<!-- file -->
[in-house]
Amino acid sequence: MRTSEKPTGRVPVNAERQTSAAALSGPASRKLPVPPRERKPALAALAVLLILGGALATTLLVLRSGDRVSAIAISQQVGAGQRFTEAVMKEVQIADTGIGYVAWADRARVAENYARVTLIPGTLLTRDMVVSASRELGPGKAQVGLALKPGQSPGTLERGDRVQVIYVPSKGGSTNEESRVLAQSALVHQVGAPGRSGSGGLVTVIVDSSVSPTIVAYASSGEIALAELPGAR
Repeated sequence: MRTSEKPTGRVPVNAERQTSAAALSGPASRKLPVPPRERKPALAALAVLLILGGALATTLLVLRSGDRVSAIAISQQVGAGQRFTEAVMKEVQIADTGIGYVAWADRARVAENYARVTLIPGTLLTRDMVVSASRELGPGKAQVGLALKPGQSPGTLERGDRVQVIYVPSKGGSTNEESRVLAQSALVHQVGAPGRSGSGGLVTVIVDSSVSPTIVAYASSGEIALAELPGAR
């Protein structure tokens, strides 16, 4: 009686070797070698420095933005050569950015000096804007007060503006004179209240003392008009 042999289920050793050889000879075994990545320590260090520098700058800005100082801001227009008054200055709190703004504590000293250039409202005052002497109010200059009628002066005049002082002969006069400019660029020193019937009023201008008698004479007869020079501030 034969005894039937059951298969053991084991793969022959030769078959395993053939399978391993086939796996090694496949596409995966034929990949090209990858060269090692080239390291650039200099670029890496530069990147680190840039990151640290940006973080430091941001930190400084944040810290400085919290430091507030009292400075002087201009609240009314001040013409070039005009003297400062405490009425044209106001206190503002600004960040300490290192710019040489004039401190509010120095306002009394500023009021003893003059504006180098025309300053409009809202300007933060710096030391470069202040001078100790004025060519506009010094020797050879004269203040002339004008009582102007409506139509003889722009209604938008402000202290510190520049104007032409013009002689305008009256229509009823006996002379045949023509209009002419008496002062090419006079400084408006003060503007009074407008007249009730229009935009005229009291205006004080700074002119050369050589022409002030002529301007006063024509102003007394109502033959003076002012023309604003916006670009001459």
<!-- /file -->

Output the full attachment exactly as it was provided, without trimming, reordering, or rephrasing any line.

[in-house]
Amino acid sequence: MRTSEKPTGRVPVNAERQTSAAALSGPASRKLPVPPRERKPALAALAVLLILGGALATTLLVLRSGDRVSAIAISQQVGAGQRFTEAVMKEVQIADTGIGYVAWADRARVAENYARVTLIPGTLLTRDMVVSASRELGPGKAQVGLALKPGQSPGTLERGDRVQVIYVPSKGGSTNEESRVLAQSALVHQVGAPGRSGSGGLVTVIVDSSVSPTIVAYASSGEIALAELPGAR
Repeated sequence: MRTSEKPTGRVPVNAERQTSAAALSGPASRKLPVPPRERKPALAALAVLLILGGALATTLLVLRSGDRVSAIAISQQVGAGQRFTEAVMKEVQIADTGIGYVAWADRARVAENYARVTLIPGTLLTRDMVVSASRELGPGKAQVGLALKPGQSPGTLERGDRVQVIYVPSKGGSTNEESRVLAQSALVHQVGAPGRSGSGGLVTVIVDSSVSPTIVAYASSGEIALAELPGAR
């Protein structure tokens, strides 16, 4: 009686070797070698420095933005050569950015000096804007007060503006004179209240003392008009 042999289920050793050889000879075994990545320590260090520098700058800005100082801001227009008054200055709190703004504590000293250039409202005052002497109010200059009628002066005049002082002969006069400019660029020193019937009023201008008698004479007869020079501030 034969005894039937059951298969053991084991793969022959030769078959395993053939399978391993086939796996090694496949596409995966034929990949090209990858060269090692080239390291650039200099670029890496530069990147680190840039990151640290940006973080430091941001930190400084944040810290400085919290430091507030009292400075002087201009609240009314001040013409070039005009003297400062405490009425044209106001206190503002600004960040300490290192710019040489004039401190509010120095306002009394500023009021003893003059504006180098025309300053409009809202300007933060710096030391470069202040001078100790004025060519506009010094020797050879004269203040002339004008009582102007409506139509003889722009209604938008402000202290510190520049104007032409013009002689305008009256229509009823006996002379045949023509209009002419008496002062090419006079400084408006003060503007009074407008007249009730229009935009005229009291205006004080700074002119050369050589022409002030002529301007006063024509102003007394109502033959003076002012023309604003916006670009001459």